Identifying BRCA Carriers for Better Breast Cancer Diagnosis and Treatment

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Halle Moore, MD, discusses key takeaways from a study on young patients with breast cancer carrying BRCA mutations presented at the 2024 ASCO Annual Meeting.

A study being presented at the 2024 American Society of Clinical Oncology (ASCO) investigated breast cancer in young women (diagnosed at 40 or younger) who carry mutations in BRCA1 or BRCA2 genes. These genes help repair DNA damage, and mutations increase cancer risk.

The researchers found key differences between BRCA1 and BRCA2 carriers. BRCA1 carriers tended to have more aggressive tumors, less lymph node involvement, less common hormone receptor/HER2 positivity, and received more chemotherapy less endocrine therapy. Conversely, BRCA2 carriers experienced more distant recurrences.

Interestingly, the risk of breast recurrence differed over time was higher in BRCA1 carriers in the first 5 years, especially in the first 2 years. However, BRCA2 carriers had a constant risk of recurrence over time and a higher risk of death after 9 years. Additionally, genetic testing before breast cancer diagnosis led to smaller tumors and less lymph node involvement. Patients also had slightly better survival rates.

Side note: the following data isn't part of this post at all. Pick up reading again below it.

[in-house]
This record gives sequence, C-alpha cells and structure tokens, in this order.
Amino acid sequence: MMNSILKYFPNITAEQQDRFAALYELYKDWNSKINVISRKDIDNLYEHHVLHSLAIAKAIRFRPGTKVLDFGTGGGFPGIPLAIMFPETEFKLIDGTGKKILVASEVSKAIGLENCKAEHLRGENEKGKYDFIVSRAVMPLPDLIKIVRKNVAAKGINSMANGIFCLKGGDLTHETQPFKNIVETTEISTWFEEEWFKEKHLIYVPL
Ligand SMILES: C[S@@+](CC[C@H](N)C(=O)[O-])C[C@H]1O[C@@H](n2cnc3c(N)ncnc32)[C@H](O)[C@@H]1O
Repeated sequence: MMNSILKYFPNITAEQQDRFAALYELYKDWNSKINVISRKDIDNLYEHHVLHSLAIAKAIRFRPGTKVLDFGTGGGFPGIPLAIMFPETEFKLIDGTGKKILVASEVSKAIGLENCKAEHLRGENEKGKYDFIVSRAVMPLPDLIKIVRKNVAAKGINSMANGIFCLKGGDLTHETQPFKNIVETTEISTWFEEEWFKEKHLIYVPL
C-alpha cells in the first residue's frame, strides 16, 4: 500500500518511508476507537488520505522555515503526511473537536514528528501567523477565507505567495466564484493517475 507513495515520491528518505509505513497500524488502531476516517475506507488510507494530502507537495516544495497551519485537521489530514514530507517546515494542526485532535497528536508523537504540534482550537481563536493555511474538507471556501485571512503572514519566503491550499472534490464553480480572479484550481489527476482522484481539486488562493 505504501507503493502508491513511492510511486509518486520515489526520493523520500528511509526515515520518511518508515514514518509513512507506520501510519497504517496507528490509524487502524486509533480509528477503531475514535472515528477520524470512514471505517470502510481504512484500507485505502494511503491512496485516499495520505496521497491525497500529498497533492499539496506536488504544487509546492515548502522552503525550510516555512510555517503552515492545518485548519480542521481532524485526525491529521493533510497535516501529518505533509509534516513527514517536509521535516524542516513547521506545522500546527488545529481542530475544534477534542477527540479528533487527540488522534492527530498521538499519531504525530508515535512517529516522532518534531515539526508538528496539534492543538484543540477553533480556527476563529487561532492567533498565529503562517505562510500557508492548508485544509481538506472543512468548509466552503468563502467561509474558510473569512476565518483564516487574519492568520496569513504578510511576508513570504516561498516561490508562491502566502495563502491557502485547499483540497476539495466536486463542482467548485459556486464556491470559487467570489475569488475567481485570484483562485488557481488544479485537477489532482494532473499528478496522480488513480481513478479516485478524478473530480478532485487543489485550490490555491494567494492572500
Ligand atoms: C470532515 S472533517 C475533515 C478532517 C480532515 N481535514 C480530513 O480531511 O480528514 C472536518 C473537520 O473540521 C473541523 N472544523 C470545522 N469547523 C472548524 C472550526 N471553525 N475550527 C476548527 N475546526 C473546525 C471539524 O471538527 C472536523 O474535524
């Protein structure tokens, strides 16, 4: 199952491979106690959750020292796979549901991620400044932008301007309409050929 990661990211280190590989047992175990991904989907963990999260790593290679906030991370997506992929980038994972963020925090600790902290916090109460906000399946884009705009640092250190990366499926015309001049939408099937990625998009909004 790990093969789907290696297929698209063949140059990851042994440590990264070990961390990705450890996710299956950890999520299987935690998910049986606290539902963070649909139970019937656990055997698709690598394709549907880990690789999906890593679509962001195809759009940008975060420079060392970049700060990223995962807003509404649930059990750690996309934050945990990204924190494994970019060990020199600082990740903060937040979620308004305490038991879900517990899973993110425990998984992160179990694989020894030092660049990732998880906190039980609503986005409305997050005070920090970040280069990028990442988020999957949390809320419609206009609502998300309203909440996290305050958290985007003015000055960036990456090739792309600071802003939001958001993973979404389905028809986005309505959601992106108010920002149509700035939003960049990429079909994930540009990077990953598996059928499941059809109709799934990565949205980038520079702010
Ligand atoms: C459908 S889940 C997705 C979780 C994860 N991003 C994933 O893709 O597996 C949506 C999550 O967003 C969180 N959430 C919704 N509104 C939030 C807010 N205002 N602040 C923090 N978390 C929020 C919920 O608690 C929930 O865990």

This study highlights the importance of genetic testing for women at high risk of carrying BRCA mutations. Early identification can lead to earlier breast cancer detection and potentially improved outcomes.


Here, Halle Moore, MD, director of breast medical oncology in the Department of Hematology and Oncology at Cleveland Clinic Taussig Cancer Institute, and an investigator on the study, discusses the key takeaways from these findings.

Transcription:

0:05 | I think the most important sort of public health consideration here is that it does appear that outcomes may be different for those who know about their genetics vs those who don't. And so that I think is really important for those families in whom there are known mutations to share that information with other individuals in that family so that they can get tested and get appropriate augmented screening.

0:37 | Or if somebody has a strong family history, or other reasons to think that they could be a carrier of one of these mutations, testing does seem to make a difference.

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